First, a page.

St. Croix River Crossing: 'We'll Just Have to Agree to Disagree'
As the St. Croix River Crossing project awaits a House vote, Stillwater City Council members debate the bridge, the recent survey and the need for river crossing lobbyists.
The Coalition for the St. Croix River Crossing held a news conference Monday afternoon to release the results of a survey stating that 86 percent of voters in the St. Croix River Valley believe the four-lane bridge from Oak Park Heights to Houlton needs to be built now.
But not everyone is buying into the survey’s results.
“I think the survey needs to be seriously challenged,” Stillwater City Council Member Micky Cook said Tuesday afternoon. “To headline a news event with these dazzling figures after polling 400 people is irresponsible.”
The in-kind donation was done at the request of the St. Paul Area Realtors Association and the Western Wisconsin Realtors Association, Mike Wilhelmi, executive director of the Coalition for the St. Croix River Crossing said. Each association is represented by membership in the Coalition.
Of the 400 interviews, 162 were done in Minnesota and 238 interviews were conducted in Wisconsin, according to the survey. Wisconsin's support for a new bridge was 94 percent, while 81 percent of the Minnesotans sampled were supportive of the effort.
“A survey asking people in the valley about a new bridge is a lot like asking Twins fans if they want to see the Twins in the World Series,” Roger Tomten of the Sensible Stillwater Bridge Partnership said. “Or in this case, since the greater majority of those surveyed were from Wisconsin, it would be like asking if they want to see the Packers in the Super Bowl? Of course they do.”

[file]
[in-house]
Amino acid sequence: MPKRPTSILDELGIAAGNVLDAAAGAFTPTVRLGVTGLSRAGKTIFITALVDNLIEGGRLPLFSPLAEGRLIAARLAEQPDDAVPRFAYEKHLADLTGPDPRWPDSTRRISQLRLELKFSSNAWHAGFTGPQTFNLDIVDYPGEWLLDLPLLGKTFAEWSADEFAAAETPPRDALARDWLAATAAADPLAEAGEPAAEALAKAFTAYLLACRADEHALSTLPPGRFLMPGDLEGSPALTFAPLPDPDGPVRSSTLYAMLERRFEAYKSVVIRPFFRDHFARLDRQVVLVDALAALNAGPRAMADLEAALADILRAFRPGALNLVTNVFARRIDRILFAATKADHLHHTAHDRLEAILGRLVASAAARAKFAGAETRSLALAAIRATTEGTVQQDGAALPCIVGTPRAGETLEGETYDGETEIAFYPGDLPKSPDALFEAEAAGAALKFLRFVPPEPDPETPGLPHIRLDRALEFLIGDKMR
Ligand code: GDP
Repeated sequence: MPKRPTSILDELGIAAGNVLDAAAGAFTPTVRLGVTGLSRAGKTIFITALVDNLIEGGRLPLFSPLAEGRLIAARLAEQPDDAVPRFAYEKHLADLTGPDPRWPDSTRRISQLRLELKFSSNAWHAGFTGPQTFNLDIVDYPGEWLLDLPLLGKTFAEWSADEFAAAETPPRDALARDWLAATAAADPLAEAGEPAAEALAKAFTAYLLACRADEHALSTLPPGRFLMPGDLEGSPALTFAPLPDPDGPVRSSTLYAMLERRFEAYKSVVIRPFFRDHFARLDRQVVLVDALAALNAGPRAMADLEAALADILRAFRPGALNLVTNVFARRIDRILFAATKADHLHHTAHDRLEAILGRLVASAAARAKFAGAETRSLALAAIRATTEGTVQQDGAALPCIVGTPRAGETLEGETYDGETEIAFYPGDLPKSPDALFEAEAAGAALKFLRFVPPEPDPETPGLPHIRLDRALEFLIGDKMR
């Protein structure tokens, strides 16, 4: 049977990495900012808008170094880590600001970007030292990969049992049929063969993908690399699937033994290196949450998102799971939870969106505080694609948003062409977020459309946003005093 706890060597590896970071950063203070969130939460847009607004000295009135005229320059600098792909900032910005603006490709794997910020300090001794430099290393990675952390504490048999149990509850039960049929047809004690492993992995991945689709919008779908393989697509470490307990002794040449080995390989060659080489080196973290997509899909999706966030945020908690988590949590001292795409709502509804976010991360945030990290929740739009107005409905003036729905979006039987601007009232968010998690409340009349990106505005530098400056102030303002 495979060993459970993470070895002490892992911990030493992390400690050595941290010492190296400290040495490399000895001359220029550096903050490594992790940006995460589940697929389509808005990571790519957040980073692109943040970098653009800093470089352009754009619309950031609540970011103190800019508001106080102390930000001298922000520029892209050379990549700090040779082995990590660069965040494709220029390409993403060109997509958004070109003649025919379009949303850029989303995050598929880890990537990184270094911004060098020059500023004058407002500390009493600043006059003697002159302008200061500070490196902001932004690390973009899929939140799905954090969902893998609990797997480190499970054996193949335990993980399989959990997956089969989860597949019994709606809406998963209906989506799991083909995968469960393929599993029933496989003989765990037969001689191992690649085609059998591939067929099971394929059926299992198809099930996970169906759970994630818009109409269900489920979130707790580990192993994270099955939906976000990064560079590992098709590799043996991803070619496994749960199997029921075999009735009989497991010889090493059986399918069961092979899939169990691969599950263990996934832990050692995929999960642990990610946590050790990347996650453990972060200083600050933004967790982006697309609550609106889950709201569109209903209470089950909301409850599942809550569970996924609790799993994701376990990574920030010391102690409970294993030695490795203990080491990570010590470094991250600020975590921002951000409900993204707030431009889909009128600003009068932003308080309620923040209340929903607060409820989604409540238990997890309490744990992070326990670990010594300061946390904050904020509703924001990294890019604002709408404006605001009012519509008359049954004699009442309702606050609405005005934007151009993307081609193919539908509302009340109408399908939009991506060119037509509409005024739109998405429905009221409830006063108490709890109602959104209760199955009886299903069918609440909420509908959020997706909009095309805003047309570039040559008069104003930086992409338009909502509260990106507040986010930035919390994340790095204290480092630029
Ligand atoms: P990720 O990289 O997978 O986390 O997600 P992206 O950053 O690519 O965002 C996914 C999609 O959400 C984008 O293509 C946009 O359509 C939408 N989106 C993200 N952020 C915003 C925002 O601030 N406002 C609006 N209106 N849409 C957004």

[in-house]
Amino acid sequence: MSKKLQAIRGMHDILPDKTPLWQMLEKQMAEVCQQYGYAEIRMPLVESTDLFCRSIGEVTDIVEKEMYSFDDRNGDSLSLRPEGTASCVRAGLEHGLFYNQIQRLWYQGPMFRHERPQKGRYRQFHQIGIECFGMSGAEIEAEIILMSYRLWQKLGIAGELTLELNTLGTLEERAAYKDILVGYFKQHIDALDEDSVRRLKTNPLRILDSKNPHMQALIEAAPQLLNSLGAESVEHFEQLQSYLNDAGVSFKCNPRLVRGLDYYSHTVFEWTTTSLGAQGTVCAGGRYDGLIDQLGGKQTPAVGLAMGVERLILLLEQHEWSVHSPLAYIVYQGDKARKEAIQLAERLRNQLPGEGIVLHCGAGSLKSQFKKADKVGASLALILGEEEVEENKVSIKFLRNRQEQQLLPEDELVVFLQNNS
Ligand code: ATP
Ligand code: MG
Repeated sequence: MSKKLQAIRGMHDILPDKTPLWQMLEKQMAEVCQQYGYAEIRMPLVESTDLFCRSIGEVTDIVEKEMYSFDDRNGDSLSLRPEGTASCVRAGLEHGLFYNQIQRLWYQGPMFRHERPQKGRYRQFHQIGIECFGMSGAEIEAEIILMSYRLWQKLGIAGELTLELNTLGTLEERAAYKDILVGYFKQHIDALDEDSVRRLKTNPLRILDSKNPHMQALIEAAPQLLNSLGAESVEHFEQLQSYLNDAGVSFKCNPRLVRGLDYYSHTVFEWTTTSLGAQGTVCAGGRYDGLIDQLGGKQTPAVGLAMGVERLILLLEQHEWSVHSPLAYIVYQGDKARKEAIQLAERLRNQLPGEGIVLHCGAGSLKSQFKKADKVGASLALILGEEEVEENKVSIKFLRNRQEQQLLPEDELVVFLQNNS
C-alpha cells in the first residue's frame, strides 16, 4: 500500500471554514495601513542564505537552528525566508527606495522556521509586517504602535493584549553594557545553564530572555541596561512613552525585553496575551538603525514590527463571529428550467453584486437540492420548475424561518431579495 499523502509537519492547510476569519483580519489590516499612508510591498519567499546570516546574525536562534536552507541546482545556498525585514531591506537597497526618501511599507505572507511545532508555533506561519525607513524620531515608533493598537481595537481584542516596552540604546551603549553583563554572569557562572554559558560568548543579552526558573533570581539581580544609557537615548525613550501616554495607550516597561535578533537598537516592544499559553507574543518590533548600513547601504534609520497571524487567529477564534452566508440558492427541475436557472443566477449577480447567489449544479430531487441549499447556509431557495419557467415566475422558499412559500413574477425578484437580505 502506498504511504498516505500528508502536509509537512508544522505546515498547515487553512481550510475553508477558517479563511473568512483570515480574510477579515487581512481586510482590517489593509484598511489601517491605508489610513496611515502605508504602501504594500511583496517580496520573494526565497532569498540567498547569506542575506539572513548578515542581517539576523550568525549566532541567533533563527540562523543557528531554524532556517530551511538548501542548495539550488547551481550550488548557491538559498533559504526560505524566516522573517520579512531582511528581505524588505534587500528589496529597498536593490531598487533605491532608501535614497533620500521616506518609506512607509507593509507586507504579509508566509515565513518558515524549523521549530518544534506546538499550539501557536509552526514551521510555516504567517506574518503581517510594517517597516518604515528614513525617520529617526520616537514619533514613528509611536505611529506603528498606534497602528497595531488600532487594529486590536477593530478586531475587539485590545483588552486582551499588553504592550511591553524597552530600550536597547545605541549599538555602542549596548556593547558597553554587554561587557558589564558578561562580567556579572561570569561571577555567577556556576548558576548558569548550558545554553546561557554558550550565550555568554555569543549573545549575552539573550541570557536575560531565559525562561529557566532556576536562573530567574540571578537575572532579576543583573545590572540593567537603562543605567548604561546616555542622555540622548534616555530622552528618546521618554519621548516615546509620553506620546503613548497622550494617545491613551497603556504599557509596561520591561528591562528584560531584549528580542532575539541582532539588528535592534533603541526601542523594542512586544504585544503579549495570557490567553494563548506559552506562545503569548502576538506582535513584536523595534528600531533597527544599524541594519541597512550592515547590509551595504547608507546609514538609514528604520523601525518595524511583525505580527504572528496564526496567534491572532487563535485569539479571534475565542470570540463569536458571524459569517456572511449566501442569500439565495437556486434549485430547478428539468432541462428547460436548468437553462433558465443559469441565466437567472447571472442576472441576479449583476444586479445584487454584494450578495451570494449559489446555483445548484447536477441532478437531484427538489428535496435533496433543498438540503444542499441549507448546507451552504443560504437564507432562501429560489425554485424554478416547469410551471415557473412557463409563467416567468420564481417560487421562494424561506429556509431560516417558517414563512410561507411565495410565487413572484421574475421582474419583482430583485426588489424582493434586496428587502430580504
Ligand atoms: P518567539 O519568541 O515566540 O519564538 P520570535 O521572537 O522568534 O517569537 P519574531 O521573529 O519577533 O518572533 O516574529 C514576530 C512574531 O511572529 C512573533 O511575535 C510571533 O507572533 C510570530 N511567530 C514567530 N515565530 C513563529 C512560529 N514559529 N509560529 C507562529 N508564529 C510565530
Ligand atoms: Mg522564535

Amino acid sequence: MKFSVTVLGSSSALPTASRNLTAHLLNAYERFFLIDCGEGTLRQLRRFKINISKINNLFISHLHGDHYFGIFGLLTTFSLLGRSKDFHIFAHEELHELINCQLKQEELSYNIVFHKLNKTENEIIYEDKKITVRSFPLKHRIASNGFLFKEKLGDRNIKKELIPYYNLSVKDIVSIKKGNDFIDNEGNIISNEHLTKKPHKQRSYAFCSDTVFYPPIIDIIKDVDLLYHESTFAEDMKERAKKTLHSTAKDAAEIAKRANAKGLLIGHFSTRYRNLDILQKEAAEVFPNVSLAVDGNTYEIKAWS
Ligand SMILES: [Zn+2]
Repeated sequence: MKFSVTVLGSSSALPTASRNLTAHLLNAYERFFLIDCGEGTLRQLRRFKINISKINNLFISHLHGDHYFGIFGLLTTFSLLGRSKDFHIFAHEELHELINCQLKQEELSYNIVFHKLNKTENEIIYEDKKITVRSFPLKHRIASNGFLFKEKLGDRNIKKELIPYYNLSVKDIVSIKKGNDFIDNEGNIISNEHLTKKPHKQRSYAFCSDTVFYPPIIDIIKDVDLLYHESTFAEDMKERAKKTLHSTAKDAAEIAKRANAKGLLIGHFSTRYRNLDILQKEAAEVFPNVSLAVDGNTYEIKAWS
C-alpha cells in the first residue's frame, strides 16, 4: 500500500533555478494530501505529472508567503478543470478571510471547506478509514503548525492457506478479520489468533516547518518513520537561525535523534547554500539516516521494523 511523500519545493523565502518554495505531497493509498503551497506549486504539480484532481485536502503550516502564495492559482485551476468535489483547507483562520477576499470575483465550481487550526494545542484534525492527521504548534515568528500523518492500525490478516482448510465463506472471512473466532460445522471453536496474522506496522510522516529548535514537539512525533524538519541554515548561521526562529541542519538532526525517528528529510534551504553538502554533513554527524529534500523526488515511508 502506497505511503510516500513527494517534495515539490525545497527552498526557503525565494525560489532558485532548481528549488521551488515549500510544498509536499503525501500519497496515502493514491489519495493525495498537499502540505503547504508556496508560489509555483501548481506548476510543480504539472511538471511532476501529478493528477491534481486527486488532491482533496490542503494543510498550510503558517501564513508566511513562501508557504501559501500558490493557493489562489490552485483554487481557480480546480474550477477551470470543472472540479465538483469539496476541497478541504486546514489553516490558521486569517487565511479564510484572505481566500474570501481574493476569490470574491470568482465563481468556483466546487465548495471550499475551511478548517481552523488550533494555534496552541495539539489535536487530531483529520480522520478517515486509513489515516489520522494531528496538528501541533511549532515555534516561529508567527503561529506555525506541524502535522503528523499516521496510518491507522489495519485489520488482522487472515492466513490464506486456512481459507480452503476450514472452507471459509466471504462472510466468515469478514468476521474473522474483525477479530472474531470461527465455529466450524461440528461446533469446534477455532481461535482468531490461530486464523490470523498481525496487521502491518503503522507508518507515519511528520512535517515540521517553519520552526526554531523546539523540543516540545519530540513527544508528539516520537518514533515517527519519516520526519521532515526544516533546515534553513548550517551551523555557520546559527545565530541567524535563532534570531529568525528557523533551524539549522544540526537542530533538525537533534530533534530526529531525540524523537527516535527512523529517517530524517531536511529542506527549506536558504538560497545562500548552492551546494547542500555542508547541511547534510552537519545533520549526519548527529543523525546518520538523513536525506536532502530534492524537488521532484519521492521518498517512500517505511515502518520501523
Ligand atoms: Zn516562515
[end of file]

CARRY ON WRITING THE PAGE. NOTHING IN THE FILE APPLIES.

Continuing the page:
But Stillwater Mayor Ken Harycki said after years of working on this project, the survey simply confirms what he hears from people in Stillwater every day.
“I think deep down in my heart I knew this was the type of response we would get,” he said. “It was just the right thing to do. We didn’t need a poll to do the right thing, but it is good and it is gratifying to have some support for our work.”
Harycki said he trusts the poll’s results.
“I had guessed 80 percent,” he said. “Because that’s what we’re hearing on the street. We’re supposed to represent the people and this is what we’re hearing. People are saying get it built—and do it now.”
Carol Hardin, Chair of the Sierra Club St. Croix Valley Group, continues to support the construction of a lower, less-intrusive bridge that will "meet residents’ needs at a fraction of the cost of the four-lane mega bridge."
"It is no surprise that most respondents support the currently proposed project—they are being given a false choice between a costly mega bridge that is neither fiscally or environmentally responsible, and no action," she said. "Meanwhile, residents in communities across the state with urgent road and bridge repairs have not had a voice."
Cook says many of her constituents are “looking at the survey with a lot of suspicions.”
“The fact that the survey was donated to the Coalition by the National Realtors Association really calls that into question,” Cook said. “How credible is a survey done by a group with such an obvious vested interest?
“People I’m hearing from say they believe developers are driving local support,” she continued. “They’re trying to engender local support that is not as widespread as they thought with a survey.”
Bridge Lobbyist Part II
The bridge debate spilled into Tuesday night’s city council meeting, when City Attorney Dave Magnuson advised city officials that he has drafted a contract if the city wants to retain a lobbyist to work on the St. Croix River Crossing issue.
The Council tried that back in July when they voted 4-1 to give the Coalition $80,000 for lobbying efforts. Shortly after that, the State Auditor’s Office launched an investigation and determined that the city violated TIF laws and wrongfully paid money to a nonprofit, rather than a lobbyist.
“There are no laws that prohibit contracting with a lobbyist,” Magnuson said. “Most every community of every size in the state has a lobbyist on retainer, at least during the legislative session. So the issue of the format has been taken care of. The question is would you like to retain a lobbyist and how much do you want to pay?”